Wiping out modern-day plagues

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Every year at the seder we place a drop of wine on our plates to mark each of the 10 plagues said to have befallen the ancient Egyptians, including frogs, lice, boils, slaying of the first born.

But in this country, as we near the end of the 20th century, many other plagues deserve our recognition as well.

A front-page story in this week's paper mentions several:

AIDS continues to claim tens of thousands of lives worldwide, despite promising advances in treatment. In this country alone, an estimated 1.5-to-2 million people are infected with the HIV virus that causes AIDS. Approximately 200,000 Americans are currently living with AIDS itself.

Breast cancer continues to afflict women of all ages in frightening numbers. Statistics show that one in nine women will get breast cancer.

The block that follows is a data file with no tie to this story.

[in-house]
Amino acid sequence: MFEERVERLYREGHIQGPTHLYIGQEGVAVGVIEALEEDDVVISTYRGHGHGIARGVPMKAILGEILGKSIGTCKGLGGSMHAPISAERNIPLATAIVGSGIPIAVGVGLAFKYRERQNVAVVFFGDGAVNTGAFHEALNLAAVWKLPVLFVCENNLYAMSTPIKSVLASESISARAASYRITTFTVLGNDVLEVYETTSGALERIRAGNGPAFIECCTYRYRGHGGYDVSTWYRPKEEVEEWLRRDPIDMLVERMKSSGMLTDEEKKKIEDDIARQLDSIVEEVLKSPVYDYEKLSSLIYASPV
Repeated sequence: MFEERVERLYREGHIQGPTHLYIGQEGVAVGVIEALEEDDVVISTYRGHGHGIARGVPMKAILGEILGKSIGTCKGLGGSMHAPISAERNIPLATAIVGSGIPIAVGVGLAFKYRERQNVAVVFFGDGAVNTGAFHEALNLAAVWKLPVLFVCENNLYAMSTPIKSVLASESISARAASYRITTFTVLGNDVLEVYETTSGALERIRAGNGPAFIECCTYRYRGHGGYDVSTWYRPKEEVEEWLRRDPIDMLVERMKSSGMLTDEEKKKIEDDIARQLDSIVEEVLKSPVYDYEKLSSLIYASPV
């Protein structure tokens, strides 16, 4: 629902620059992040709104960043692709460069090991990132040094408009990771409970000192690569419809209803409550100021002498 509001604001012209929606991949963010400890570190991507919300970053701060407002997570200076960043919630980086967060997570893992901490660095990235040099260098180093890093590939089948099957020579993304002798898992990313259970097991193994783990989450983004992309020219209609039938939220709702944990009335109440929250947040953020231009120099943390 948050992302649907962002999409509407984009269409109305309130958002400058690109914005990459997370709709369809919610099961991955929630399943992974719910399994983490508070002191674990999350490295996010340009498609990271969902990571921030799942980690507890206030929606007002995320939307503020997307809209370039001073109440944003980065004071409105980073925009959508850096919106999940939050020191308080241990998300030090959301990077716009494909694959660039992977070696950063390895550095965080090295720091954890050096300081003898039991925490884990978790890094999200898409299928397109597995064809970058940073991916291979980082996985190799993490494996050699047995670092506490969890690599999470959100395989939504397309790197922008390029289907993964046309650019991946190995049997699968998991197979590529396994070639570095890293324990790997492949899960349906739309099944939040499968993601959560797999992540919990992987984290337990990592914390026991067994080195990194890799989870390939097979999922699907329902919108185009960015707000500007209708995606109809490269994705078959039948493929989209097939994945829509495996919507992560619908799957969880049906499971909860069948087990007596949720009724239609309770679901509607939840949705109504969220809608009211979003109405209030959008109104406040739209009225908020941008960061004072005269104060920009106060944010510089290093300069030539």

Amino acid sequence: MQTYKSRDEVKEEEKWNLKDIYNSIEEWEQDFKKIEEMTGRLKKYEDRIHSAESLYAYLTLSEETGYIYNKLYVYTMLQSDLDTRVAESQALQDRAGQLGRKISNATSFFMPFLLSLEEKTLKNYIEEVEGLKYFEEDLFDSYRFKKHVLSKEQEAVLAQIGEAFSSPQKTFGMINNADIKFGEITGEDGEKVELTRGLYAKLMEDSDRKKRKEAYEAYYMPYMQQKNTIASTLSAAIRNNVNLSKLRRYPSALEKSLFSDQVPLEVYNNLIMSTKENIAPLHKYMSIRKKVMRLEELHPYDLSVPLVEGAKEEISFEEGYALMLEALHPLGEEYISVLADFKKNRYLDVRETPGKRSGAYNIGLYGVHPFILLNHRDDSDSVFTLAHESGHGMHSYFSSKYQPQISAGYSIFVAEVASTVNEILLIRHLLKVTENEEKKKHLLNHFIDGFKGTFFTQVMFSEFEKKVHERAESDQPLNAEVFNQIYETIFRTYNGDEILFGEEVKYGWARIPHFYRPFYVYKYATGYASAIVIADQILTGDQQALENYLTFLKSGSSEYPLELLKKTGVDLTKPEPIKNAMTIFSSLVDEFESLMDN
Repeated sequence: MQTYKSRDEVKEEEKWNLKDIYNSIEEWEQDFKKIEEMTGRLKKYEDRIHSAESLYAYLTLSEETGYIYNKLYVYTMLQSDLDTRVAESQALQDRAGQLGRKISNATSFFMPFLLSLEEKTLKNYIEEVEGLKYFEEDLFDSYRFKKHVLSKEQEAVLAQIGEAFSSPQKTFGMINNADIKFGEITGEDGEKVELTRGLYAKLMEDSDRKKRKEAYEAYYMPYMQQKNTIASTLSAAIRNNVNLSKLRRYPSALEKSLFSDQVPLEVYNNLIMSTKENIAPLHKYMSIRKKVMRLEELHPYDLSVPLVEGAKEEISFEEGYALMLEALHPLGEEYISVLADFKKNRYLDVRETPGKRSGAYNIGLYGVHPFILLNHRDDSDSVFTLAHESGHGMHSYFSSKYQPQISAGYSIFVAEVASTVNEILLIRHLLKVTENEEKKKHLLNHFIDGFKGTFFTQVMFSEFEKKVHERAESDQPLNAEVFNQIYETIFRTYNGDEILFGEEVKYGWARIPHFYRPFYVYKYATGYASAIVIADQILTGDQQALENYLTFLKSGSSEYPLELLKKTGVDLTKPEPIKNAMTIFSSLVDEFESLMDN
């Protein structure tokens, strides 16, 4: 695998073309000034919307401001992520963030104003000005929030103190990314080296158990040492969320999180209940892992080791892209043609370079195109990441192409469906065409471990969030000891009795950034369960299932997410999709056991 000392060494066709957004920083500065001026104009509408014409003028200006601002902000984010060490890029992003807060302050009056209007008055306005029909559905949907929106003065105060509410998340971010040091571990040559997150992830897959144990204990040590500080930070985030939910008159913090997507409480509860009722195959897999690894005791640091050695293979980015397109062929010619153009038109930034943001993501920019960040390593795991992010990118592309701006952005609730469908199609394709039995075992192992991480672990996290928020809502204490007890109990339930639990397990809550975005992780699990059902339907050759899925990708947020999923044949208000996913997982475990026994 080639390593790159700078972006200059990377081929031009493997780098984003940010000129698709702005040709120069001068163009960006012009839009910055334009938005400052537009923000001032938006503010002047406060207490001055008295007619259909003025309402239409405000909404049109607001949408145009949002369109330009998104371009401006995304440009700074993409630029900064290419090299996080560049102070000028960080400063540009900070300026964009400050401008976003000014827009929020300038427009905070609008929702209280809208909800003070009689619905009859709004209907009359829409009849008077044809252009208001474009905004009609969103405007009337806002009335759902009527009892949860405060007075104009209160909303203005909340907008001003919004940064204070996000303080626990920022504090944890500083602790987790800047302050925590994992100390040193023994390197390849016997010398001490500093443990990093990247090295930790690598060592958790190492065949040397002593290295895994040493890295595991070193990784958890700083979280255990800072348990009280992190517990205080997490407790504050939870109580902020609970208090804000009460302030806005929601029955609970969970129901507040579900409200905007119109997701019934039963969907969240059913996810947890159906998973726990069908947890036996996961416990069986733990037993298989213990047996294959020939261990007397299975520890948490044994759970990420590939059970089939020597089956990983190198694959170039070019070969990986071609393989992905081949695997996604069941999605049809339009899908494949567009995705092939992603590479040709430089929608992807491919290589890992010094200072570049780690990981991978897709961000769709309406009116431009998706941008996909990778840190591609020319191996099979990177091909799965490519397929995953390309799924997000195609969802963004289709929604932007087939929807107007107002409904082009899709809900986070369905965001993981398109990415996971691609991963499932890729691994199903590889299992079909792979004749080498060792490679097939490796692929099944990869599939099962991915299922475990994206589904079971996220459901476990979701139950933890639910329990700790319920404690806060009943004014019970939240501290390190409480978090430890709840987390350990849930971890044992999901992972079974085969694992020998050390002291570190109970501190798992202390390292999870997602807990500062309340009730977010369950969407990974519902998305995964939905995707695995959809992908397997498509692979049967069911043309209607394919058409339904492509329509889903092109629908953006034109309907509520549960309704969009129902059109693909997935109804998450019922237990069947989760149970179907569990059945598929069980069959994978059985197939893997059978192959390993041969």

In addition, domestic abuse, poverty and homelessness still besiege Americans.

Whether or not we symbolize such modern-day plagues with droplets of wine on our Passover plates, the holiday seems an ideal time to examine the ills of today. It is a commemoration of the transition from slavery to freedom, after all, and is therefore a time to consider what we, as individuals and a society, can do to help free our world of suffering.

Consider discussing modern-day plagues at your seder table. Ask guests, especially children, what they consider those plagues to be, and what they believe we can do to alleviate them. Think how much good would be done if everyone who attends a seder actually acts on the suggestions that arise.

As we retell the story of Passover, we are instructed to imagine that we ourselves were slaves in Egypt. As we eat the bread of affliction, we can extend our empathy and compassion in other directions as we try to put ourselves in the shoes of those suffering from illness, poverty, despair.

On a more immediate level, Passover can also be a time to consider what plagues us individually. Have we been hounded by jealousy, fear, selfishness, insecurity? How do we treat others?

While many of us tend to look at Passover themes of enslavement and redemption on a global level, they exist on a personal level as well.

As we recall the path our ancestors took out of Egypt, may we find our own paths to freedom.